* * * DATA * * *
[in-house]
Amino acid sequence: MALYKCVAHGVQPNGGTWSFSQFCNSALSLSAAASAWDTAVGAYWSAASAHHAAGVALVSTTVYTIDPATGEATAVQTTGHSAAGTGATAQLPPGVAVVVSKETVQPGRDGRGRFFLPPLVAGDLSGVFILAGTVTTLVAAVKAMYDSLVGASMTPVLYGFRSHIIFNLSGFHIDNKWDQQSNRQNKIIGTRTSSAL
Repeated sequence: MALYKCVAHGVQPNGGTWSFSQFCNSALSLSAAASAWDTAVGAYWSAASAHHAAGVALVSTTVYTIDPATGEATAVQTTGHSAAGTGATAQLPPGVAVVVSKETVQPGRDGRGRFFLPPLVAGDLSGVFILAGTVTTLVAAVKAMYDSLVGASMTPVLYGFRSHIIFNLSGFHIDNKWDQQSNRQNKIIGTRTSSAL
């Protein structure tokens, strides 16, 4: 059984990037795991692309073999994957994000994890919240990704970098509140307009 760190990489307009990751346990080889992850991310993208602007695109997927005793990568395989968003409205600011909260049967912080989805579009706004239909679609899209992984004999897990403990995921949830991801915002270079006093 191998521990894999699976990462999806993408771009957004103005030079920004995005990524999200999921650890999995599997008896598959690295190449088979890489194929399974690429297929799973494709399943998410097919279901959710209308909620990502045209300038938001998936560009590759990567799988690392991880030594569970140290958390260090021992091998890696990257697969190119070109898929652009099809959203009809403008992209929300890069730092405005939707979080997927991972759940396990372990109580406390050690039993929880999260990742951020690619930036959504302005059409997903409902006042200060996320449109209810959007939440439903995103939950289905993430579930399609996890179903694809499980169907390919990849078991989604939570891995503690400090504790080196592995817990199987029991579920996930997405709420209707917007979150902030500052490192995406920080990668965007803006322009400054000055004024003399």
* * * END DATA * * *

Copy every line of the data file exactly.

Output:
[in-house]
Amino acid sequence: MALYKCVAHGVQPNGGTWSFSQFCNSALSLSAAASAWDTAVGAYWSAASAHHAAGVALVSTTVYTIDPATGEATAVQTTGHSAAGTGATAQLPPGVAVVVSKETVQPGRDGRGRFFLPPLVAGDLSGVFILAGTVTTLVAAVKAMYDSLVGASMTPVLYGFRSHIIFNLSGFHIDNKWDQQSNRQNKIIGTRTSSAL
Repeated sequence: MALYKCVAHGVQPNGGTWSFSQFCNSALSLSAAASAWDTAVGAYWSAASAHHAAGVALVSTTVYTIDPATGEATAVQTTGHSAAGTGATAQLPPGVAVVVSKETVQPGRDGRGRFFLPPLVAGDLSGVFILAGTVTTLVAAVKAMYDSLVGASMTPVLYGFRSHIIFNLSGFHIDNKWDQQSNRQNKIIGTRTSSAL
């Protein structure tokens, strides 16, 4: 059984990037795991692309073999994957994000994890919240990704970098509140307009 760190990489307009990751346990080889992850991310993208602007695109997927005793990568395989968003409205600011909260049967912080989805579009706004239909679609899209992984004999897990403990995921949830991801915002270079006093 191998521990894999699976990462999806993408771009957004103005030079920004995005990524999200999921650890999995599997008896598959690295190449088979890489194929399974690429297929799973494709399943998410097919279901959710209308909620990502045209300038938001998936560009590759990567799988690392991880030594569970140290958390260090021992091998890696990257697969190119070109898929652009099809959203009809403008992209929300890069730092405005939707979080997927991972759940396990372990109580406390050690039993929880999260990742951020690619930036959504302005059409997903409902006042200060996320449109209810959007939440439903995103939950289905993430579930399609996890179903694809499980169907390919990849078991989604939570891995503690400090504790080196592995817990199987029991579920996930997405709420209707917007979150902030500052490192995406920080990668965007803006322009400054000055004024003399």